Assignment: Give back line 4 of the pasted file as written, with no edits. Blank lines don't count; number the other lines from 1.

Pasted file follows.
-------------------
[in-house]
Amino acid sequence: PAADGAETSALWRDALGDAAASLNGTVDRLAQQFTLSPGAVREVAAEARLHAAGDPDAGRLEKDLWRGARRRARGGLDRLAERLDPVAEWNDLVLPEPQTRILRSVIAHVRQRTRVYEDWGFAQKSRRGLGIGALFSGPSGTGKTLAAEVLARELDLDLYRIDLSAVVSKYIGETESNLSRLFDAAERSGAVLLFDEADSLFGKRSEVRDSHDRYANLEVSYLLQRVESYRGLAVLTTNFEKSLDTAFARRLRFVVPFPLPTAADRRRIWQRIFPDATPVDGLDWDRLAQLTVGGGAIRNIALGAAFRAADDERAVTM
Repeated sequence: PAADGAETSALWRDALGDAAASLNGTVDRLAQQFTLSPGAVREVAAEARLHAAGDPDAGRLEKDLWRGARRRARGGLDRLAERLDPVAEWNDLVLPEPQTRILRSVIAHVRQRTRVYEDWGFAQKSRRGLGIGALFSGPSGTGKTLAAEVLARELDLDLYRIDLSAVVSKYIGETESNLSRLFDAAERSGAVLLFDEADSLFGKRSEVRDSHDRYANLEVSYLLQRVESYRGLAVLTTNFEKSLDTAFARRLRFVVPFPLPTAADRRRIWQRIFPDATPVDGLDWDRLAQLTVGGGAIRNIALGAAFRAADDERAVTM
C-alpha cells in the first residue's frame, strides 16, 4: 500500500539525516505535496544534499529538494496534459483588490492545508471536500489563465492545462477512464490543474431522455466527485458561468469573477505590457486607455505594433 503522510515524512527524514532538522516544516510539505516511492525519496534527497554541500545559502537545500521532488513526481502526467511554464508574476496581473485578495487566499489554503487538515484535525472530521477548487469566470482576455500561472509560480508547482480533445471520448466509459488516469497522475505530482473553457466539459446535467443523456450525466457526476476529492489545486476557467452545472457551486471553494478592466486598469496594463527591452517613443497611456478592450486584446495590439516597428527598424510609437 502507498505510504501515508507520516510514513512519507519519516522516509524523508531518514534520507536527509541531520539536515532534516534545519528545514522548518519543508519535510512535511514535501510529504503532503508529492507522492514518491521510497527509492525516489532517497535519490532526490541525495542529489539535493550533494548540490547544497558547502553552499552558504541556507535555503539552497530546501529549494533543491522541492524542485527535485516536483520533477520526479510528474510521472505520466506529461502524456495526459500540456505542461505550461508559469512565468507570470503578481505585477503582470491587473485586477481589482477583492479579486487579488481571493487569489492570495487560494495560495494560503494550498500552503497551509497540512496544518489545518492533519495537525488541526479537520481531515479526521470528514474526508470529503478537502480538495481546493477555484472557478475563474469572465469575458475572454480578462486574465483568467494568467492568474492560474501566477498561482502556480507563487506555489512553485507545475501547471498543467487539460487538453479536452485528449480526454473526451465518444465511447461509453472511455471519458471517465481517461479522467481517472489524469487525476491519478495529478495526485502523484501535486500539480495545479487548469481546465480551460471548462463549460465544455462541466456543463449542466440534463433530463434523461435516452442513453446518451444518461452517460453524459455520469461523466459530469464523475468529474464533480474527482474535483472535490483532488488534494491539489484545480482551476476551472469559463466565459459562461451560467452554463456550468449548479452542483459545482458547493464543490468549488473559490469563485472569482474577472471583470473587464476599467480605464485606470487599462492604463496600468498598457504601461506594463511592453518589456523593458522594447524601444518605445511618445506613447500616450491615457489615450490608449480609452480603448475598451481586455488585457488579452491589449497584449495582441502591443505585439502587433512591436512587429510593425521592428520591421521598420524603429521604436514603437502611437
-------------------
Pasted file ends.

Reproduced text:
C-alpha cells in the first residue's frame, strides 16, 4: 500500500539525516505535496544534499529538494496534459483588490492545508471536500489563465492545462477512464490543474431522455466527485458561468469573477505590457486607455505594433 503522510515524512527524514532538522516544516510539505516511492525519496534527497554541500545559502537545500521532488513526481502526467511554464508574476496581473485578495487566499489554503487538515484535525472530521477548487469566470482576455500561472509560480508547482480533445471520448466509459488516469497522475505530482473553457466539459446535467443523456450525466457526476476529492489545486476557467452545472457551486471553494478592466486598469496594463527591452517613443497611456478592450486584446495590439516597428527598424510609437 502507498505510504501515508507520516510514513512519507519519516522516509524523508531518514534520507536527509541531520539536515532534516534545519528545514522548518519543508519535510512535511514535501510529504503532503508529492507522492514518491521510497527509492525516489532517497535519490532526490541525495542529489539535493550533494548540490547544497558547502553552499552558504541556507535555503539552497530546501529549494533543491522541492524542485527535485516536483520533477520526479510528474510521472505520466506529461502524456495526459500540456505542461505550461508559469512565468507570470503578481505585477503582470491587473485586477481589482477583492479579486487579488481571493487569489492570495487560494495560495494560503494550498500552503497551509497540512496544518489545518492533519495537525488541526479537520481531515479526521470528514474526508470529503478537502480538495481546493477555484472557478475563474469572465469575458475572454480578462486574465483568467494568467492568474492560474501566477498561482502556480507563487506555489512553485507545475501547471498543467487539460487538453479536452485528449480526454473526451465518444465511447461509453472511455471519458471517465481517461479522467481517472489524469487525476491519478495529478495526485502523484501535486500539480495545479487548469481546465480551460471548462463549460465544455462541466456543463449542466440534463433530463434523461435516452442513453446518451444518461452517460453524459455520469461523466459530469464523475468529474464533480474527482474535483472535490483532488488534494491539489484545480482551476476551472469559463466565459459562461451560467452554463456550468449548479452542483459545482458547493464543490468549488473559490469563485472569482474577472471583470473587464476599467480605464485606470487599462492604463496600468498598457504601461506594463511592453518589456523593458522594447524601444518605445511618445506613447500616450491615457489615450490608449480609452480603448475598451481586455488585457488579452491589449497584449495582441502591443505585439502587433512591436512587429510593425521592428520591421521598420524603429521604436514603437502611437